The best way I’ve figured out how to do it is lots of lifestyle support (prevention is the best medicine) but with strong impulse control.
My neurodivergent brain loves to play games, so I have rules. I can’t entertain thoughts of suicide without checking my list of impulse control.
There’s a certain level of strength I’ve developed as a result of surviving my worst days. When I’m going through suicidal thoughts it feels like I’m holding open the jaws of a lion over my head.
If I can just hold on a little longer eventually the lion retreats and her hot breath isn’t making my world so muggy.
Strategy One: Flood My Thoughts with Supportive Audio
One of my best impulse control strategies is flooding my mind with input that supports my worthiness. I have two audio books and one podcast that helps me, depending on where I’m at. I would suggest you figure out what books will work for you. Either of these books I’ll pop into wherever I left off.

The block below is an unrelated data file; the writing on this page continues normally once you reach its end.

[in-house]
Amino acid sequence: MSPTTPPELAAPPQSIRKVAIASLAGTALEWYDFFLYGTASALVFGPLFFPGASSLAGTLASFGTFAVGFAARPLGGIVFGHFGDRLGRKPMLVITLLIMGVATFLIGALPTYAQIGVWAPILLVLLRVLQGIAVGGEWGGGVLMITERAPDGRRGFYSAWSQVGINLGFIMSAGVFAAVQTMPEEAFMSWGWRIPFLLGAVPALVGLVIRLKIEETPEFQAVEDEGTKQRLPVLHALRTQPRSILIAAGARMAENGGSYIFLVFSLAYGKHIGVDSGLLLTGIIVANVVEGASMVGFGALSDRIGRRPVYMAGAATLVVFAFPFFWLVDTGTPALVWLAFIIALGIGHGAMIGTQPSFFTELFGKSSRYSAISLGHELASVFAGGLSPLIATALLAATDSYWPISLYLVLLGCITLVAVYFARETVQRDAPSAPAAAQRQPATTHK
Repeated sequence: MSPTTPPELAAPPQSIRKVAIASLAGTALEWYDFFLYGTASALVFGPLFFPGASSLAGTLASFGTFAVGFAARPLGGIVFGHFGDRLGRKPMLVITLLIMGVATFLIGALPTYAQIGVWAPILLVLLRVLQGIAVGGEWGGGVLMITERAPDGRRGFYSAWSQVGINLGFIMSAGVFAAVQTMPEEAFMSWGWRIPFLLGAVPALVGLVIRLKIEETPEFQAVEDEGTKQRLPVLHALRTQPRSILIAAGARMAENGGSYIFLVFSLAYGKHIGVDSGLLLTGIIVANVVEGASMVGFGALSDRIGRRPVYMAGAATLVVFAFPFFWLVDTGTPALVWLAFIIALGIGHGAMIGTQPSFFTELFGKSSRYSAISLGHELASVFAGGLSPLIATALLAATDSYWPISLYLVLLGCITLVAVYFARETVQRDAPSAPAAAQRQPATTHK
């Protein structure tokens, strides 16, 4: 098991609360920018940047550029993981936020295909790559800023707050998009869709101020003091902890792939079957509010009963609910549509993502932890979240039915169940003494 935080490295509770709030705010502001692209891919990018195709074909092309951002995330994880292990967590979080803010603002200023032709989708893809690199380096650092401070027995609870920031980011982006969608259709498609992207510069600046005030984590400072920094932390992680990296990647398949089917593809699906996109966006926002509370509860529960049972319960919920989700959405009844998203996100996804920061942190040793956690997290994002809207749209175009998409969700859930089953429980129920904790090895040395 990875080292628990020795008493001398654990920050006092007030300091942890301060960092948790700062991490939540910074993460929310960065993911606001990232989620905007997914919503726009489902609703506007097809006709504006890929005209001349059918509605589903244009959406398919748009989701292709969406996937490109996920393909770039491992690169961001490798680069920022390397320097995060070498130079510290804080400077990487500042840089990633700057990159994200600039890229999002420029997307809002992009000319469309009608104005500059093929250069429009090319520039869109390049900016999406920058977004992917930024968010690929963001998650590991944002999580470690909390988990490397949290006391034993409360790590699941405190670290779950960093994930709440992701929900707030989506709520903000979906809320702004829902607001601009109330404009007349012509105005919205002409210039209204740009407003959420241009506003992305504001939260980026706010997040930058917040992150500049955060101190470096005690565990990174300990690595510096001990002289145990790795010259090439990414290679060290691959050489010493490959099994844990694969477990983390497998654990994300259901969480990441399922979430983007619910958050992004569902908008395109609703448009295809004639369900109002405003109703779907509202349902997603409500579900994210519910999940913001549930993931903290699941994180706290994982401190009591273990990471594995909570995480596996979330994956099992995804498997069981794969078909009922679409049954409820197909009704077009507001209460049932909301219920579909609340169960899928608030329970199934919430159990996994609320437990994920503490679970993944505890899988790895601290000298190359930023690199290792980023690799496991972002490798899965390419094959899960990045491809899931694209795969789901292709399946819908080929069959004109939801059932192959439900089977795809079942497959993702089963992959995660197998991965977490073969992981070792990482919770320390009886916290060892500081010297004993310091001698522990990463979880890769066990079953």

Tears to Triumph by Marianne Williamson. It’s a great book that helps reframe the bog of stench thoughts and remind me of my worthiness.
Life Visioning by Michael Bernard Beckwith. Lots of guided meditations in this book and philosophy that reminds me that I’m a creator of my own experience. A lot of my feelings of uncertainty spiral into bog of stench thoughts and when I can connect firmly to possibilities mindset I can start to climb out.
Joel Osteen’s podcast. For me, his relentlessly positive attitude and mindset helps a lot. In 2019 when I was suicidal more days than I was not, I would listen to a dozen of his podcasts in a day.
Strategy Two: Making Deals with God. Just like Kate Bush.
A lot of my suicidal thoughts come from frustration or despair about results in my life. Being an entrepreneur will stretch you to new limits of sacrifice and force an intense amount of belief. Another knot on the end of the rope has been demanded many times from me and my brain.